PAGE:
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Posts tagged ‘Taiwan’

Kerry: China Willing to Pressure NKorea on Nukes.

Secretary of State John Kerry said on Friday China is willing to exert more pressure to get North Korea to give up its nuclear program.

He told reporters in Beijing he was pleased that China “could not have more forcefully reiterated its commitment” to the goal of denuclearizing North Korea.

The reclusive Asian state has defied international warnings not to build atomic bombs and long-range missiles. It is believed to have enough fissile material to build up to 10 nuclear bombs, but most intelligence analysts say it has yet to master the technology to deploy such weapons.

“I encouraged the Chinese to use every tool at their disposal, all of the means of persuasion that they have, building on the depths of their long and historic and cultural and common history (with North Korea),” he said.

“They made it very clear that if the North doesn’t comply and come to the table and be serious about talks and stop its program … they are prepared to take additional steps in order to make sure their policy is implemented,” Kerry said, adding the United States and China were now discussing “the specifics of how you do that”.

Chinese Foreign Minister Wang Yi told Kerry China would work with all parties concerned, including the United States, to play a constructive role for the region’s peace and stability.

“China will never allow chaos or war on the Korean Peninsula,” Wang said, according to China’s Foreign Ministry.

North Korea was raised during Kerry’s meeting with Chinese President Xi Jinping, the Foreign Ministry said, with Xi “setting forth China’s stance”. It gave no other details.

The East and South China Seas featured prominently on Kerry’s agenda too, with him calling for a “more rule of law based, less confrontational regime”.

The United States is uneasy about what it sees as China’s effort to gain creeping control over waters in the Asia-Pacific region, including its Nov. 23 declaration of an air defence identification zone (ADIZ) in an area of the East China Sea that includes islands at the centre of a dispute with Japan.

China claims about 90 percent of the 3.5 million square km (1.35 million square mile) South China Sea, depicting what it sees as its area on maps with a so-called nine-dash line, looping far out over the sea from south China.

China and the Association of South East Asian Nations have been discussing a code of conduct for the South China Sea, and Kerry said he believed China was ready to achieve that goal.

“That would help reduce tensions that stem from the territorial and maritime disputes and, in the meantime, it’s very important that everybody build crisis management tools and refrain from coercive or unilateral measures to assert whatever claims any country in the region may have,” he said.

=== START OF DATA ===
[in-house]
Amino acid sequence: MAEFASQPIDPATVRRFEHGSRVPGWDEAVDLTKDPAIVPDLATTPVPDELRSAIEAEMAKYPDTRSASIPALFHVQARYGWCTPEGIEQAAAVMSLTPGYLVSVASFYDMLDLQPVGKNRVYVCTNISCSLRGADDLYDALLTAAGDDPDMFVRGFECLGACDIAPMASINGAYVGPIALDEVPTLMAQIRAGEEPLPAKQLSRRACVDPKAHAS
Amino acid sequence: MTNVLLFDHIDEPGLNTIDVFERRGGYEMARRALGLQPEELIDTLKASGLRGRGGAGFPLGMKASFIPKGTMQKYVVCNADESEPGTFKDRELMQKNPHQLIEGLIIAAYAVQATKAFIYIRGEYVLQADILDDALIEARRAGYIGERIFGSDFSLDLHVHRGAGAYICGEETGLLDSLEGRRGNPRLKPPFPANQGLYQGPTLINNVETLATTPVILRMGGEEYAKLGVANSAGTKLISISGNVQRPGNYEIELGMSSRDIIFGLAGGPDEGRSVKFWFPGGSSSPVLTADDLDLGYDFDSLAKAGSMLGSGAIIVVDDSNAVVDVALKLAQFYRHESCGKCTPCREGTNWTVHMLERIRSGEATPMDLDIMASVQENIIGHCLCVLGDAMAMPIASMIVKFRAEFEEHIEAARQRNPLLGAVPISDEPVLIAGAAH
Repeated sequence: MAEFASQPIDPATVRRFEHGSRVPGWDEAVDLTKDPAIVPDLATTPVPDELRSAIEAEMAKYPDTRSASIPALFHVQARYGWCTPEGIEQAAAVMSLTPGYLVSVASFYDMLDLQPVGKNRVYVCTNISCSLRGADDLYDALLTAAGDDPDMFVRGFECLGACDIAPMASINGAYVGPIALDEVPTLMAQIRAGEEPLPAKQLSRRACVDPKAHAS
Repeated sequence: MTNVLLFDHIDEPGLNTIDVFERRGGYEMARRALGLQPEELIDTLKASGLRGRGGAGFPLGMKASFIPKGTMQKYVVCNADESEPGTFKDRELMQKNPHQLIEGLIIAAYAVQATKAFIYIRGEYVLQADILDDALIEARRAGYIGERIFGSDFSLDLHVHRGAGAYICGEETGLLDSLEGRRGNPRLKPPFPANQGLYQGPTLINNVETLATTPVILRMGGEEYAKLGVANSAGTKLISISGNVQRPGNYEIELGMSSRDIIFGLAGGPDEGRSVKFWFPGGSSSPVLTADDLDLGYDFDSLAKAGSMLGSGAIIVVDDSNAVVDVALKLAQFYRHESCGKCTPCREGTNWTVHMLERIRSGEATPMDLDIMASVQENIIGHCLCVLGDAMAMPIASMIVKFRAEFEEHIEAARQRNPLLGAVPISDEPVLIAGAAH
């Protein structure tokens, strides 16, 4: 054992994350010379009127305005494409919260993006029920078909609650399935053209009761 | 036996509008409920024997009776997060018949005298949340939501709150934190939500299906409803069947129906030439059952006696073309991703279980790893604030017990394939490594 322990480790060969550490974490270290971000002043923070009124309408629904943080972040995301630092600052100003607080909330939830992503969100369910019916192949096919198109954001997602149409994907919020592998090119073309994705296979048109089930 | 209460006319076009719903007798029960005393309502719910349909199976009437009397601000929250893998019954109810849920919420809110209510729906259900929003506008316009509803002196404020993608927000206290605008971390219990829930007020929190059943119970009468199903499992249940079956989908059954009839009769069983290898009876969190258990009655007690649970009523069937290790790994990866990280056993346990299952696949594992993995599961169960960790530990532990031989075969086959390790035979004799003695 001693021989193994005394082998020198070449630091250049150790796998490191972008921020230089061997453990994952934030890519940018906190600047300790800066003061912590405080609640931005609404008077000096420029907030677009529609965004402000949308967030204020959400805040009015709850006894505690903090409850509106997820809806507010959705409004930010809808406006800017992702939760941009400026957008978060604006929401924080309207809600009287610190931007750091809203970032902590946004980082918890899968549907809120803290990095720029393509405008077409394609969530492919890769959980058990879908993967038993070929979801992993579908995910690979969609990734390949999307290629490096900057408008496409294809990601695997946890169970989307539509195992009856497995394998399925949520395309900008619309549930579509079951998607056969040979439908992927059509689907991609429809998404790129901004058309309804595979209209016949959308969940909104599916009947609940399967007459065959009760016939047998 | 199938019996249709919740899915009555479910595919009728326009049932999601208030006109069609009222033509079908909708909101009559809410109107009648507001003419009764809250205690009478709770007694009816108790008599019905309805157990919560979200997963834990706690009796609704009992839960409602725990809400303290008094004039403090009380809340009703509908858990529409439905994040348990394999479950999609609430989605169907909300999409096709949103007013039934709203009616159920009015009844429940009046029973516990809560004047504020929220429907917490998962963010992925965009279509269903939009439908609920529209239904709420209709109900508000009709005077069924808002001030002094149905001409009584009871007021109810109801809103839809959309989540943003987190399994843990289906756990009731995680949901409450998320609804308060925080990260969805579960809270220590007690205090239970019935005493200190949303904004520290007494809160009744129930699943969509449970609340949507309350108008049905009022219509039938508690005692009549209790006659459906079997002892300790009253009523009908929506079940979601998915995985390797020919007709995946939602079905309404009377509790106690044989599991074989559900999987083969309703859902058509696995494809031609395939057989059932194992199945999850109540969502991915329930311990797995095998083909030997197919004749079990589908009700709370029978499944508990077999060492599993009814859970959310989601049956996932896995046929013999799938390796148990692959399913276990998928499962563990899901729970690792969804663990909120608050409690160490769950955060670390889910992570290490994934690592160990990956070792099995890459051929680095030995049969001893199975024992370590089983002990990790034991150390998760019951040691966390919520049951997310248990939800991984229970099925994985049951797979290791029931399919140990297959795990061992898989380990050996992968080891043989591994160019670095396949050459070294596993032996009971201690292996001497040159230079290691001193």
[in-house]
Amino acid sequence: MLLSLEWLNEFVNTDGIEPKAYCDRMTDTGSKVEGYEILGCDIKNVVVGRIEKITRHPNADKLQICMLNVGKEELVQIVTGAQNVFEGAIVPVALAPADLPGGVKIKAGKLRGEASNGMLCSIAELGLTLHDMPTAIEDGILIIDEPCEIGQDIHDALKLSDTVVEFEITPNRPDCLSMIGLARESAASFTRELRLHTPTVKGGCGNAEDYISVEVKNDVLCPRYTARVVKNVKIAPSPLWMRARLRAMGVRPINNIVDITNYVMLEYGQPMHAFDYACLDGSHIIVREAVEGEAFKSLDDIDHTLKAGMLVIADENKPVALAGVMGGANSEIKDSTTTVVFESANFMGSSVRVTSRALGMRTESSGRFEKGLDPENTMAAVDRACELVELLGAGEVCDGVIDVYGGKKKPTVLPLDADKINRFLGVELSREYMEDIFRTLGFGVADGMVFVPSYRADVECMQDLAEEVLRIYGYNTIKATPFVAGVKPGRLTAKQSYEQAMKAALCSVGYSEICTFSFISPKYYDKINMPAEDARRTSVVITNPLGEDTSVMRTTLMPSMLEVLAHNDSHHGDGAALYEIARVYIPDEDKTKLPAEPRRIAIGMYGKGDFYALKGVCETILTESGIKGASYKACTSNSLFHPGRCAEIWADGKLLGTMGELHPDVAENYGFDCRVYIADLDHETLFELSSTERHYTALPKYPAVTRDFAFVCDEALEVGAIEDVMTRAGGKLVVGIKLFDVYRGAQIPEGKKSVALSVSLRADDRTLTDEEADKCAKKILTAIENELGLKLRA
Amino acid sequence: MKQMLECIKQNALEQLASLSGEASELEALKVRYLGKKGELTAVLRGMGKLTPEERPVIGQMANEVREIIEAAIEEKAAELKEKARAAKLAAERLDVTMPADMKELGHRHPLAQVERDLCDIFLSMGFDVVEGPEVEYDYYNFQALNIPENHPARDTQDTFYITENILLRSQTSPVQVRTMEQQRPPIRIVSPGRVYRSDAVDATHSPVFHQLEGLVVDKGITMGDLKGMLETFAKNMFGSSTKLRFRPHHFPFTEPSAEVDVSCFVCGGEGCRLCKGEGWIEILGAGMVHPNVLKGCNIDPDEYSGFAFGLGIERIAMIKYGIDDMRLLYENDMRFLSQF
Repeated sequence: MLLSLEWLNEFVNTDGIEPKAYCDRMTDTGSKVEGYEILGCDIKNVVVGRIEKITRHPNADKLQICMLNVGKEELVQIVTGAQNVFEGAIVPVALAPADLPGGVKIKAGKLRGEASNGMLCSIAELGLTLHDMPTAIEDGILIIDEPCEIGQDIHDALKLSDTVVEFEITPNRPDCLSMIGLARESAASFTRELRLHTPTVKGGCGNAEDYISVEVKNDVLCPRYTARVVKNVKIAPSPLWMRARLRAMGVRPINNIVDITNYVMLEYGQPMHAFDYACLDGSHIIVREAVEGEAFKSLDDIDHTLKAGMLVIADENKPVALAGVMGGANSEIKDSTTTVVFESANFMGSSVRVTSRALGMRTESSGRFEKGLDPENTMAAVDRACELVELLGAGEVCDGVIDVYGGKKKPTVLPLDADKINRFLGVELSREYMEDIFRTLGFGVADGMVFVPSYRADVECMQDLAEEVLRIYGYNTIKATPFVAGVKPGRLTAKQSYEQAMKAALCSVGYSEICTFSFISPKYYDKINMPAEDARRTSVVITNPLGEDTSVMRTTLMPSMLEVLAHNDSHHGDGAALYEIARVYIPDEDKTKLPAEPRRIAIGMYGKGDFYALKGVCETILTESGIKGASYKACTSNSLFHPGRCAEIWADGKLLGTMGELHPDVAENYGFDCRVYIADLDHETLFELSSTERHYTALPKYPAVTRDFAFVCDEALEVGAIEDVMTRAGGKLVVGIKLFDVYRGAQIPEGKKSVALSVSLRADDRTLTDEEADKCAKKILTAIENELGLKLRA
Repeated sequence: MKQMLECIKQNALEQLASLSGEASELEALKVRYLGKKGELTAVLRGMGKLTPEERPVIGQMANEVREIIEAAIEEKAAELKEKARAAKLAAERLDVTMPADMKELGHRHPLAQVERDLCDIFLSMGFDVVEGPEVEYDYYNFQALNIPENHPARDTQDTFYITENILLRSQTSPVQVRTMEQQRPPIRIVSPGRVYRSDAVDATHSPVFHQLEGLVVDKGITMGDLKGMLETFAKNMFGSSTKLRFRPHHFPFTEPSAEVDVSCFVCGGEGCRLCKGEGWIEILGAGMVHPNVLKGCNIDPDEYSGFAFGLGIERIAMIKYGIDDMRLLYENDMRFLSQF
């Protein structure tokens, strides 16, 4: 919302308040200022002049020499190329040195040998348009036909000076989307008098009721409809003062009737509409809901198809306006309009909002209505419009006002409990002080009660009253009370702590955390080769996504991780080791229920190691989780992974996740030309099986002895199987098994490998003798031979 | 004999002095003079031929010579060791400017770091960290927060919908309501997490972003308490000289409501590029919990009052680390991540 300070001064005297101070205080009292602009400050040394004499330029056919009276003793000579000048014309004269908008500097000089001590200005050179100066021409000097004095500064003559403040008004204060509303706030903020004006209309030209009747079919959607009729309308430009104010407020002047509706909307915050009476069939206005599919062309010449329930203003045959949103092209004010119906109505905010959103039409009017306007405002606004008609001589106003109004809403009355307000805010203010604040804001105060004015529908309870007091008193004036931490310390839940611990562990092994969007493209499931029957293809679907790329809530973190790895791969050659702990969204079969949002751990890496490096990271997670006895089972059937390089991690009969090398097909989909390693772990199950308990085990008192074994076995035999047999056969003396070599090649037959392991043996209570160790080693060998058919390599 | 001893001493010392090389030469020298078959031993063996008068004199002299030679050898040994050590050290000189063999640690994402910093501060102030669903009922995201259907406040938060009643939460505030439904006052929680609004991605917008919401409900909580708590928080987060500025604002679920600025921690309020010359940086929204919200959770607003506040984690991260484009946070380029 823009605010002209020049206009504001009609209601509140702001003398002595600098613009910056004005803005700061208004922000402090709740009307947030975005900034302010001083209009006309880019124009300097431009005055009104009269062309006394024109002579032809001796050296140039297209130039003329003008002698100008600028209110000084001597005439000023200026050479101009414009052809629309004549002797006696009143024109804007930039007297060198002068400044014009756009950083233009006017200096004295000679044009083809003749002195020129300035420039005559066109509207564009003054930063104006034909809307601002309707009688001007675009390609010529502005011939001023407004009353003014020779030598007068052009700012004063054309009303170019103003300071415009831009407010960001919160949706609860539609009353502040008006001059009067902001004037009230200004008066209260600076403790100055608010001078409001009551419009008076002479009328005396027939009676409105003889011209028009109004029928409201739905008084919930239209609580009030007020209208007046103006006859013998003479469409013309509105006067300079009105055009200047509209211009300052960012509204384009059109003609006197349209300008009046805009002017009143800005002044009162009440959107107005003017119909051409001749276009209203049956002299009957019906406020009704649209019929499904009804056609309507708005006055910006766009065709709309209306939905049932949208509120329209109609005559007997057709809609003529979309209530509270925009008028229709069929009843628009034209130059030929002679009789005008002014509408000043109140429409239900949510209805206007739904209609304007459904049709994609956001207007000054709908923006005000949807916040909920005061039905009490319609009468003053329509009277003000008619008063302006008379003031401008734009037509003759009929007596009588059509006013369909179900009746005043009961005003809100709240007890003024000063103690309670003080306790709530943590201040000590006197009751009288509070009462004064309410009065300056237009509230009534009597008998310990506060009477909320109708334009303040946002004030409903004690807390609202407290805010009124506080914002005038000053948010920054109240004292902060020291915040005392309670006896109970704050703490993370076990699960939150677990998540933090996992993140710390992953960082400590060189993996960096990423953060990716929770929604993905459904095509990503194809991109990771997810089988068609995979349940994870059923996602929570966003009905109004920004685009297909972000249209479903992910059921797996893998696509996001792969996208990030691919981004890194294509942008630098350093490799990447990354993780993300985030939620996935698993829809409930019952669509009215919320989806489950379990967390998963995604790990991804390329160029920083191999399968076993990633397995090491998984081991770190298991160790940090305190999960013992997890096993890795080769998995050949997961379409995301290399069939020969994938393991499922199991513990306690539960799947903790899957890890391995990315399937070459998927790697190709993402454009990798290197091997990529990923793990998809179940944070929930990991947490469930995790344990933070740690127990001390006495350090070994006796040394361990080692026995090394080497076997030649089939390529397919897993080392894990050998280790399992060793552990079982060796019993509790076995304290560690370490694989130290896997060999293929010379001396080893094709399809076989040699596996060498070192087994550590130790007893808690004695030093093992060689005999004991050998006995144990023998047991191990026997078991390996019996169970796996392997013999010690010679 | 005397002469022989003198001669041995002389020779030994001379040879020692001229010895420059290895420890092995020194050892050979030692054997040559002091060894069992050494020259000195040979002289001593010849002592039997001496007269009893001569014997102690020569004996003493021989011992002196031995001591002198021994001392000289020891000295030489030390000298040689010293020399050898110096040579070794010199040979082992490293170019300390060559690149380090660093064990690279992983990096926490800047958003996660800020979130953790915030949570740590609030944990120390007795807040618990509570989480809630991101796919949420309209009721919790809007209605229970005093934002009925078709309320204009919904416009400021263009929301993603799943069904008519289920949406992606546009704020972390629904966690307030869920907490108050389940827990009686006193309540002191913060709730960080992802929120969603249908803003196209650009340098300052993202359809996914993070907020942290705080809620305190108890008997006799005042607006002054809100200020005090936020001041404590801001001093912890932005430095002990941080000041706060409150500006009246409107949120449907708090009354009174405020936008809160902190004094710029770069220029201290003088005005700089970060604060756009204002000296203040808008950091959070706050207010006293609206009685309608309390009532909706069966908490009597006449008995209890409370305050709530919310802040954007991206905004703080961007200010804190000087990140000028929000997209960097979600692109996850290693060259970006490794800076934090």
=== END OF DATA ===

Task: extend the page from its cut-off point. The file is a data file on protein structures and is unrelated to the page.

Wang said China was committed to a peaceful resolution for both the East and South China Seas disputes, but urged the United States not take sides and said China had an “unshakable resolve” to protect its sovereignty.

The United States should “respect historical facts and China’s sovereign interests, adhere to an objective and impartial stance and take tangible actions to promote mutual trust in the region so as to safeguard regional peace and stability”, Wang said.

Brunei, Malaysia, the Philippines, Vietnam and Taiwan also have claims over the South China Sea, or parts of it.

Kerry said he told China it would be a bad idea to establish an air defence identification zone in the South China Sea, similar to the one it set up over the East China Sea late last year, which prompted protests from Washington, Tokyo and Seoul.

“We have made it very clear that a unilateral, unannounced, unprocessed initiative like that can be very challenging to certain people in the region, and therefore to regional stability,” he said.

Wang said China was confident it could maintain peace in the South China Sea by working with ASEAN, and denounced efforts by “certain people internationally” to hype up tensions and “spread untruths”. “China is resolutely opposed to this,” Wang said, without elaborating.

Climate change was also on the agenda of Kerry’s talks.

“We need to see if working together we could identify any further steps that we may be able to take, specifically with respect to arrival at meaningful targets with respect to the 2015 climate change conference that will take place in Paris in December of next year,” Kerry said.


© 2014 Thomson/Reuters. All rights reserved.

Why China Is Practicing for an Invasion of Taiwan.

Image: Why China Is Practicing for an Invasion of Taiwan

Supply trucks cross a river during China’s Mission 2013B last month, practice for an invasion of Taiwan. (China Online)

The perception that U.S. leadership in the world is flagging likely inspired China to conduct a large-scale military drill using 20,000 troops this month in what experts say was a mock invasion of Taiwan. The danger lies not in how the United States reacts to the drill, which was broadcast to the world, but in not reacting at all and continuing to take great pains not to describe China as an enemy.

Click here to read the full analysis from top intelligence experts at

© 2013 Newsmax. All rights reserved.


6 Simple Secrets to Success in Ministry.

Ignite-CrowdIgnite crowd

What a week it was! Deborah and I attended Ignite 2013 along with over 9000 Filipino students plus hundreds of students andEvery Nation campus missionaries from Bangladesh, Cambodia, China, Guam, India, Indonesia, Japan, Mongolia, Taiwan, Timor-Leste, Vietnam and others. Rather than writing a long wordy blog about the conference, here are some photos that are worth a thousand words each. Click and enjoy.